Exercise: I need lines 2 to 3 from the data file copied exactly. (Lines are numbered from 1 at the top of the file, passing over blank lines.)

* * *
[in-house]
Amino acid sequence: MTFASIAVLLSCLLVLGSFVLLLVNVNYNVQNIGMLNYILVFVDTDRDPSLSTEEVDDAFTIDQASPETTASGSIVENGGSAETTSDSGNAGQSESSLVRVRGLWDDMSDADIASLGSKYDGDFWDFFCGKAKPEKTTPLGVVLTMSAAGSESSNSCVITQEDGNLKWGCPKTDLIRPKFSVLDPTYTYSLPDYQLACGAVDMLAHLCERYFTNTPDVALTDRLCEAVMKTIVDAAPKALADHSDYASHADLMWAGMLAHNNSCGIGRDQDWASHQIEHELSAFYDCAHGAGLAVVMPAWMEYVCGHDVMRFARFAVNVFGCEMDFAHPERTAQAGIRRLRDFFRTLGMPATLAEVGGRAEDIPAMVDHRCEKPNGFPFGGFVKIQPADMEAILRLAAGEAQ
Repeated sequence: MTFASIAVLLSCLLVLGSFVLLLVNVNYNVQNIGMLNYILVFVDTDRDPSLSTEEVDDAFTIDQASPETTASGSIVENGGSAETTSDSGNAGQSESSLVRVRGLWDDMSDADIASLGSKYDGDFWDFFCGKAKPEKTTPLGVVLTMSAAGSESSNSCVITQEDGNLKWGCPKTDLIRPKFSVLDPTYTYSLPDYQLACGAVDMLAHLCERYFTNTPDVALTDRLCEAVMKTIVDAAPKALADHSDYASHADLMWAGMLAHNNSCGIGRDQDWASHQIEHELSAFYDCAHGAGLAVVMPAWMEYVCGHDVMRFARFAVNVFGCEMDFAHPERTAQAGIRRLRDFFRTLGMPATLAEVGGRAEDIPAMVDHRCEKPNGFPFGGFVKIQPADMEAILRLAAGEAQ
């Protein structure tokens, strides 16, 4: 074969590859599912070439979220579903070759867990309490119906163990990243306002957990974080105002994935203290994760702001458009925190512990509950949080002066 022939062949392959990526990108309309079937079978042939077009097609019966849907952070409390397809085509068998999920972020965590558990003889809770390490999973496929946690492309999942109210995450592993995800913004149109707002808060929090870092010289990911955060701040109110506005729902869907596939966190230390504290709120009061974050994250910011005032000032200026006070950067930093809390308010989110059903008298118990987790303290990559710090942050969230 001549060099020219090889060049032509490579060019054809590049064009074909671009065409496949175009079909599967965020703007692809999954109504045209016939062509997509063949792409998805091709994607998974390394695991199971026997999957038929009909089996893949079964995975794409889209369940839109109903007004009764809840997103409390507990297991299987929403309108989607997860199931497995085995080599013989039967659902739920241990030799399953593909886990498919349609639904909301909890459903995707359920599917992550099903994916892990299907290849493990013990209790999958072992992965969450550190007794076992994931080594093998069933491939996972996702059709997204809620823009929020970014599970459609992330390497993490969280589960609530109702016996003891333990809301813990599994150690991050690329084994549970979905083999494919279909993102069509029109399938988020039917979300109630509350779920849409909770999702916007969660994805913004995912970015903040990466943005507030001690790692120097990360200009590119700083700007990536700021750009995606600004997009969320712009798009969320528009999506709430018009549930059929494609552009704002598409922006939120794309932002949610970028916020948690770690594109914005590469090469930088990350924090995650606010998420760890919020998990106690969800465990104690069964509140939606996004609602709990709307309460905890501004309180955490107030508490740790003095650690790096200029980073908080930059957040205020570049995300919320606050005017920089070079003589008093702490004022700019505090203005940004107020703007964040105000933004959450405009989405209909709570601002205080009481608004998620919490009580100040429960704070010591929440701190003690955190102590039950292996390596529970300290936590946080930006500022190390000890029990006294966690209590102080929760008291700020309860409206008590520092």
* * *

Amino acid sequence: MTFASIAVLLSCLLVLGSFVLLLVNVNYNVQNIGMLNYILVFVDTDRDPSLSTEEVDDAFTIDQASPETTASGSIVENGGSAETTSDSGNAGQSESSLVRVRGLWDDMSDADIASLGSKYDGDFWDFFCGKAKPEKTTPLGVVLTMSAAGSESSNSCVITQEDGNLKWGCPKTDLIRPKFSVLDPTYTYSLPDYQLACGAVDMLAHLCERYFTNTPDVALTDRLCEAVMKTIVDAAPKALADHSDYASHADLMWAGMLAHNNSCGIGRDQDWASHQIEHELSAFYDCAHGAGLAVVMPAWMEYVCGHDVMRFARFAVNVFGCEMDFAHPERTAQAGIRRLRDFFRTLGMPATLAEVGGRAEDIPAMVDHRCEKPNGFPFGGFVKIQPADMEAILRLAAGEAQ
Repeated sequence: MTFASIAVLLSCLLVLGSFVLLLVNVNYNVQNIGMLNYILVFVDTDRDPSLSTEEVDDAFTIDQASPETTASGSIVENGGSAETTSDSGNAGQSESSLVRVRGLWDDMSDADIASLGSKYDGDFWDFFCGKAKPEKTTPLGVVLTMSAAGSESSNSCVITQEDGNLKWGCPKTDLIRPKFSVLDPTYTYSLPDYQLACGAVDMLAHLCERYFTNTPDVALTDRLCEAVMKTIVDAAPKALADHSDYASHADLMWAGMLAHNNSCGIGRDQDWASHQIEHELSAFYDCAHGAGLAVVMPAWMEYVCGHDVMRFARFAVNVFGCEMDFAHPERTAQAGIRRLRDFFRTLGMPATLAEVGGRAEDIPAMVDHRCEKPNGFPFGGFVKIQPADMEAILRLAAGEAQ